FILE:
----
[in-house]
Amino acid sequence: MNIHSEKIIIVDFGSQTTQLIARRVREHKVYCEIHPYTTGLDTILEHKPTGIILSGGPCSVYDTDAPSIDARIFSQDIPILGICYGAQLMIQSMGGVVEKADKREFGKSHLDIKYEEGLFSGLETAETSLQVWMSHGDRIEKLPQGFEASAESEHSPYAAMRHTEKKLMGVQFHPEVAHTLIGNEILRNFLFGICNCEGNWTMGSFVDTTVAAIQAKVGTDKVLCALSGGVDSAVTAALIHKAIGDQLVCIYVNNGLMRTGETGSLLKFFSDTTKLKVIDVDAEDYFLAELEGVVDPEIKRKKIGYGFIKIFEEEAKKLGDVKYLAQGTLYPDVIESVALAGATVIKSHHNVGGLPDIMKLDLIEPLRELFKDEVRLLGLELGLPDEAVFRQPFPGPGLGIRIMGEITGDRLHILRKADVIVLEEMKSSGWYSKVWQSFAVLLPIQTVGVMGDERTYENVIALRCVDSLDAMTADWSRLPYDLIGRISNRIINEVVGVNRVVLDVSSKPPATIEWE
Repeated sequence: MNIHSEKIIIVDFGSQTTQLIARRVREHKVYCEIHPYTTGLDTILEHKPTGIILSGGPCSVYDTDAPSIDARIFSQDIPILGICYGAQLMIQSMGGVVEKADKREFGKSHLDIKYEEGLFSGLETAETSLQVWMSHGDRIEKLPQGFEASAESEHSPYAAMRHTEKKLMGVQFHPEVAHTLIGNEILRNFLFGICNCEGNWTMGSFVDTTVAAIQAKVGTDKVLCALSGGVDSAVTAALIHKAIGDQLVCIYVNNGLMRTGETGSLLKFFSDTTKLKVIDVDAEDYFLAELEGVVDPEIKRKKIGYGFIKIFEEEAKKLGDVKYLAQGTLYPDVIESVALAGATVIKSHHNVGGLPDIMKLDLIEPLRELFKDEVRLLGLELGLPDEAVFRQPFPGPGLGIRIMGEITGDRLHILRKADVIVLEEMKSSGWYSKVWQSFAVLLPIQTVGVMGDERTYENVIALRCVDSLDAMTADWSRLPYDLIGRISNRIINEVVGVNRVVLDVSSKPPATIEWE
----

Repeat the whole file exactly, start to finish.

[in-house]
Amino acid sequence: MNIHSEKIIIVDFGSQTTQLIARRVREHKVYCEIHPYTTGLDTILEHKPTGIILSGGPCSVYDTDAPSIDARIFSQDIPILGICYGAQLMIQSMGGVVEKADKREFGKSHLDIKYEEGLFSGLETAETSLQVWMSHGDRIEKLPQGFEASAESEHSPYAAMRHTEKKLMGVQFHPEVAHTLIGNEILRNFLFGICNCEGNWTMGSFVDTTVAAIQAKVGTDKVLCALSGGVDSAVTAALIHKAIGDQLVCIYVNNGLMRTGETGSLLKFFSDTTKLKVIDVDAEDYFLAELEGVVDPEIKRKKIGYGFIKIFEEEAKKLGDVKYLAQGTLYPDVIESVALAGATVIKSHHNVGGLPDIMKLDLIEPLRELFKDEVRLLGLELGLPDEAVFRQPFPGPGLGIRIMGEITGDRLHILRKADVIVLEEMKSSGWYSKVWQSFAVLLPIQTVGVMGDERTYENVIALRCVDSLDAMTADWSRLPYDLIGRISNRIINEVVGVNRVVLDVSSKPPATIEWE
Repeated sequence: MNIHSEKIIIVDFGSQTTQLIARRVREHKVYCEIHPYTTGLDTILEHKPTGIILSGGPCSVYDTDAPSIDARIFSQDIPILGICYGAQLMIQSMGGVVEKADKREFGKSHLDIKYEEGLFSGLETAETSLQVWMSHGDRIEKLPQGFEASAESEHSPYAAMRHTEKKLMGVQFHPEVAHTLIGNEILRNFLFGICNCEGNWTMGSFVDTTVAAIQAKVGTDKVLCALSGGVDSAVTAALIHKAIGDQLVCIYVNNGLMRTGETGSLLKFFSDTTKLKVIDVDAEDYFLAELEGVVDPEIKRKKIGYGFIKIFEEEAKKLGDVKYLAQGTLYPDVIESVALAGATVIKSHHNVGGLPDIMKLDLIEPLRELFKDEVRLLGLELGLPDEAVFRQPFPGPGLGIRIMGEITGDRLHILRKADVIVLEEMKSSGWYSKVWQSFAVLLPIQTVGVMGDERTYENVIALRCVDSLDAMTADWSRLPYDLIGRISNRIINEVVGVNRVVLDVSSKPPATIEWE